As marines, Rye Barcott and Dan McCready had plenty of experience performing under pressure, but neither had much knowledge about the high stakes world of investing and finance.
That didn’t stop them from leaving their well-paying day jobs to start their own firm.
Launched in 2013, Double Time Capital invests in utility-scale solar farms in North Carolina.
In just over three years, the firm has raised seven funds, totaling $80 million, from investors including Prudential Financial, Burt’s Bees, former Bank of America chief executive Hugh McColl, Jr., and former Duke Energy CEO Jim Rogers, who now advises the company.
Altogether, Double Time has financed 36 solar energy projects, which collectively produce roughly 10% of North Carolina’s solar power and power around 30,000 homes in the state.Strictly speaking, Double Time is not a venture capital firm.
It typically invests in projects that are in the late stages of construction, but may not produce a profit for several more years.
However, solar farms typically take advantage of various state and federal tax credits to help with building costs.
(North Carolina, for example, offered a 35% tax rebate for renewable energy projects until 2016.
It has not been offered since, but Barcott says that does not affect its projects currently under way.)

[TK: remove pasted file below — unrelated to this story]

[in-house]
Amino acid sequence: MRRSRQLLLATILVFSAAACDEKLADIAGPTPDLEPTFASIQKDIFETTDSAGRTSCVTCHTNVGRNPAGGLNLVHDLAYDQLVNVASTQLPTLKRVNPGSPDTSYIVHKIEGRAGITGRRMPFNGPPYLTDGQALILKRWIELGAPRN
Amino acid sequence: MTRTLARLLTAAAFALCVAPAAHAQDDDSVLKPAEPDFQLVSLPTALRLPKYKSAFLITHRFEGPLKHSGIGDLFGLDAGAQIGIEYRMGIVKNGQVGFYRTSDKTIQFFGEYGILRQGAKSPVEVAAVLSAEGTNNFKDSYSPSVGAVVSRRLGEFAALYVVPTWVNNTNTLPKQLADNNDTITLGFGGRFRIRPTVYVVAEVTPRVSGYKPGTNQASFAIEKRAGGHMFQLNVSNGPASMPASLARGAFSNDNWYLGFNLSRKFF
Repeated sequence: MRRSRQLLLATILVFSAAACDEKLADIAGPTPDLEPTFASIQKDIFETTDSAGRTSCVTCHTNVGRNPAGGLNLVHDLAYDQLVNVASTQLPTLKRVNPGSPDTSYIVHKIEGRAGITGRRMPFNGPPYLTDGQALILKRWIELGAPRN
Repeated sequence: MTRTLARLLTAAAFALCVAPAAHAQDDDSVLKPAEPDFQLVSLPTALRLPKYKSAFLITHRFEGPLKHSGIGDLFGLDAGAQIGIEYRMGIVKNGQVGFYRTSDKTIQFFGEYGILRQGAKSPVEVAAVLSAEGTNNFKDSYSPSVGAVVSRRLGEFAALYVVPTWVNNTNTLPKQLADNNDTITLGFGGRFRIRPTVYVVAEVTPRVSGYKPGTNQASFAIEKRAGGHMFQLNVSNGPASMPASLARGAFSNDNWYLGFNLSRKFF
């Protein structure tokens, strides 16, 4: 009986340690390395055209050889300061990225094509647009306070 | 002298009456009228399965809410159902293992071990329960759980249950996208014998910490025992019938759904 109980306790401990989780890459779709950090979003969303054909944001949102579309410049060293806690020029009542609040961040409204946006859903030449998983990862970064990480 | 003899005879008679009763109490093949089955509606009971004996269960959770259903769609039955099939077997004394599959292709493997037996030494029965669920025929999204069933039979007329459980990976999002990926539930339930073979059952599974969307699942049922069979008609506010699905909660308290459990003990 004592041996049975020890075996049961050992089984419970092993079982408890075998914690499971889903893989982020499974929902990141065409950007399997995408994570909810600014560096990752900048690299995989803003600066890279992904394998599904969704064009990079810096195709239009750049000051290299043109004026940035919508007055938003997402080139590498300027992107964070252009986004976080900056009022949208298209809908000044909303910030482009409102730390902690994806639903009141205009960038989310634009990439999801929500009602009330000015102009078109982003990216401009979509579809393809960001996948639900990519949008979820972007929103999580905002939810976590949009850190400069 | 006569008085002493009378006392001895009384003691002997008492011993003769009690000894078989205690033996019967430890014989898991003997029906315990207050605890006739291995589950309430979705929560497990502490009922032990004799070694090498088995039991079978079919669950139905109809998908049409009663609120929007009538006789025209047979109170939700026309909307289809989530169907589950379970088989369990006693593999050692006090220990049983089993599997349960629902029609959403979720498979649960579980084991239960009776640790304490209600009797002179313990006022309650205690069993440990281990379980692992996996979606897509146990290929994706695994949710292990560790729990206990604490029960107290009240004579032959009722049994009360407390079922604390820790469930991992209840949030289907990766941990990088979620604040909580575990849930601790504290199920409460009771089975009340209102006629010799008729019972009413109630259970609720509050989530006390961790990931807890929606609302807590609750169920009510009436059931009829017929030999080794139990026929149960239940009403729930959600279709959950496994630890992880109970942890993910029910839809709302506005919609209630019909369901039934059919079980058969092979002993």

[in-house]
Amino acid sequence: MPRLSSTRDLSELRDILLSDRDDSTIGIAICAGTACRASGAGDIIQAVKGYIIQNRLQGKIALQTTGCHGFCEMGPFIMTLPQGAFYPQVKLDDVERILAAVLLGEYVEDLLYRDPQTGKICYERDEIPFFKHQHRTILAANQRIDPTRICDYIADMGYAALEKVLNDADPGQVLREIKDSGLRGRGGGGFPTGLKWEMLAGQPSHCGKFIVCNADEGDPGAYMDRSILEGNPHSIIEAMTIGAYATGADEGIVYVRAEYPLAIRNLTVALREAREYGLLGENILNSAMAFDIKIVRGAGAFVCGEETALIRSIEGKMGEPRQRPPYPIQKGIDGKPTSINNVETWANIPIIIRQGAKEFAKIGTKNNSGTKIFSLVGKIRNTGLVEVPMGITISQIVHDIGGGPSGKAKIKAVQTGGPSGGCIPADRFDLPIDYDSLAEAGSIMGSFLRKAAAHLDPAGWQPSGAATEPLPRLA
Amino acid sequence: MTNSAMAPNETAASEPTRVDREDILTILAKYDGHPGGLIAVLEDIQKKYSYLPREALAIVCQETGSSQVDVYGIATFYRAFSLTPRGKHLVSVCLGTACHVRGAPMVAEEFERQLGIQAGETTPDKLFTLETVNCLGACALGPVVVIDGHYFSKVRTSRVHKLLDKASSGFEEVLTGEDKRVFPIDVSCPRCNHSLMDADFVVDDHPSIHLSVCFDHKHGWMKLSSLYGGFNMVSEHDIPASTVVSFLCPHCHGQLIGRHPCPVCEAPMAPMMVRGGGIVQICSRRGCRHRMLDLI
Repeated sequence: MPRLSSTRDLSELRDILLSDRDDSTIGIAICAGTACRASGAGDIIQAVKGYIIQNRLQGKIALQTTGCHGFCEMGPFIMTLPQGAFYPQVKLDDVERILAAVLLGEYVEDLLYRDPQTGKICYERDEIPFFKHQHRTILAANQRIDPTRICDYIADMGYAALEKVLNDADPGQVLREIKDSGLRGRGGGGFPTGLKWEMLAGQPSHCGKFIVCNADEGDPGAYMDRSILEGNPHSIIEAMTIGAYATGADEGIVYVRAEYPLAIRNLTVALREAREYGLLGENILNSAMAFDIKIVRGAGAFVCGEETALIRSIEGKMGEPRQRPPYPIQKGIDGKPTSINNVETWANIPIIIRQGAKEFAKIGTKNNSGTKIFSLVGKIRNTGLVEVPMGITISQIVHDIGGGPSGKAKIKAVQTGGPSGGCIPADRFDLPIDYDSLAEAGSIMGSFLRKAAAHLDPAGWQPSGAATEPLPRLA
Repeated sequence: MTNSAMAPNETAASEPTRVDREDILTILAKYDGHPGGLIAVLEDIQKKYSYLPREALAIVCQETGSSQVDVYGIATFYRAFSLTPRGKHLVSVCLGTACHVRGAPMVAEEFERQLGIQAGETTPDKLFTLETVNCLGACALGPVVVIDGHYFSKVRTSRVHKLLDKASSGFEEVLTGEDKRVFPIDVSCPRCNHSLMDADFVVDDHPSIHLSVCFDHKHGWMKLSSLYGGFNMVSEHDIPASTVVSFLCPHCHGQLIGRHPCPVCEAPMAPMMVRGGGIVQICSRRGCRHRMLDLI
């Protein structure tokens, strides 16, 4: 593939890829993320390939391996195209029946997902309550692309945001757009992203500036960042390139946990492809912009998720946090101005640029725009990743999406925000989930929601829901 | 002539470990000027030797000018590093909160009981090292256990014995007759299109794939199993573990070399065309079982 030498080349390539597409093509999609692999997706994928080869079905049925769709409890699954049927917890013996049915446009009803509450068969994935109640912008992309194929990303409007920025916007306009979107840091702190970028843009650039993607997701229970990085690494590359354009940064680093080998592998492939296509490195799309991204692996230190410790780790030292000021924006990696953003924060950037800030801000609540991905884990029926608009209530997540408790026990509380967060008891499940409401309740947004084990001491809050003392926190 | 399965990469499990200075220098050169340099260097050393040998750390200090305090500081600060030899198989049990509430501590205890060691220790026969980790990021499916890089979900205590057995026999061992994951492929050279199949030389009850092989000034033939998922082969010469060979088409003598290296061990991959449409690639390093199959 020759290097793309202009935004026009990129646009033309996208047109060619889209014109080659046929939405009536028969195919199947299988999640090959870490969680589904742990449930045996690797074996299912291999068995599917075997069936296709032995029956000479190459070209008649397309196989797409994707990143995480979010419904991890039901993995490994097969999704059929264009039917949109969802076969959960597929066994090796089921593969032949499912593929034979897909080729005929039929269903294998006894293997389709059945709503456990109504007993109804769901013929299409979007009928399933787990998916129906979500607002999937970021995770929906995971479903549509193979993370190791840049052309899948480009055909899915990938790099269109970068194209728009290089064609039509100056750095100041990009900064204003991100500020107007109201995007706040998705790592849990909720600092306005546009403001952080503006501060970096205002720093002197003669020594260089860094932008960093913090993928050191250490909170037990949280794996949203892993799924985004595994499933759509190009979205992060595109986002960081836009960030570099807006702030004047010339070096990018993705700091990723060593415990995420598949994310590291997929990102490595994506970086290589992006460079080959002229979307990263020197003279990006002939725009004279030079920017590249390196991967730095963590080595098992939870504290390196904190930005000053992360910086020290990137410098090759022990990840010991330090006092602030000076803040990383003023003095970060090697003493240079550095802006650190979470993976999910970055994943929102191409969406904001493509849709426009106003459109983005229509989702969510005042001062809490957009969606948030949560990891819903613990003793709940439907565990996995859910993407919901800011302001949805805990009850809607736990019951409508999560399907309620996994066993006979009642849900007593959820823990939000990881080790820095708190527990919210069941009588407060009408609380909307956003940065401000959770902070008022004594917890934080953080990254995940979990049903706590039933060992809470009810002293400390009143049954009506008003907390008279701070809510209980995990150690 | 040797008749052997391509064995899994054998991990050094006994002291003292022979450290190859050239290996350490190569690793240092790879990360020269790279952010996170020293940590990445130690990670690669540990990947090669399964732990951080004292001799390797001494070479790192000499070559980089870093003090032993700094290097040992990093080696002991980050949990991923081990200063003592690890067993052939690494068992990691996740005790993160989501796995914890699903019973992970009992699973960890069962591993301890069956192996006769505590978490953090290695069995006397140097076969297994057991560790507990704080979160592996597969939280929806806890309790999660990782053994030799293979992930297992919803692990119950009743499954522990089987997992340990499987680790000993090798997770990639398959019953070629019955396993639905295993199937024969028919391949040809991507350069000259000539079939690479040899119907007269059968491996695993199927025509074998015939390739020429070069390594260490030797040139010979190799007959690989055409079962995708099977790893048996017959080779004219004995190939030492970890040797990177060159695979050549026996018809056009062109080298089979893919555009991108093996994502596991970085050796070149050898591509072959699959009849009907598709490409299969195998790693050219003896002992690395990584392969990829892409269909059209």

As a result, says Ethan Zindler, head of policy analysis at Bloomberg New Energy Finance, such funds typically need fairly sophisticated investors, who can make use of the tax credit while they wait for the solar farms to start making money.
Investors are eventually rewarded because state utilities are required by law to purchase a percentage of their power from independent energy producers, including solar farms, usually through fixed multi-year contracts.
It’s a complicated time for solar energy producers.
On the one hand, Barcott and McCready’s plans run counter to many of the prevailing national trends around alternative energy.
The falling price of fossil fuels such as coal and natural gas has dampened enthusiasm for projects like solar and wind in some sectors, for one.
The Trump administration is also openly hostile to the idea of climate change, and seems uninterested in making clean power a cornerstone of any new national energy strategy.
At the same time, it’s possible the Trump administration will eventually warm up to solar: there’s a growing national demand for clean energy.
But perhaps more importantly given the political climate, solar projects have the potential to create jobs and stimulate spending.
Today, they account for nearly 40 percent of all new power infrastructure buildouts in the U.S. in 2016 according to industry research.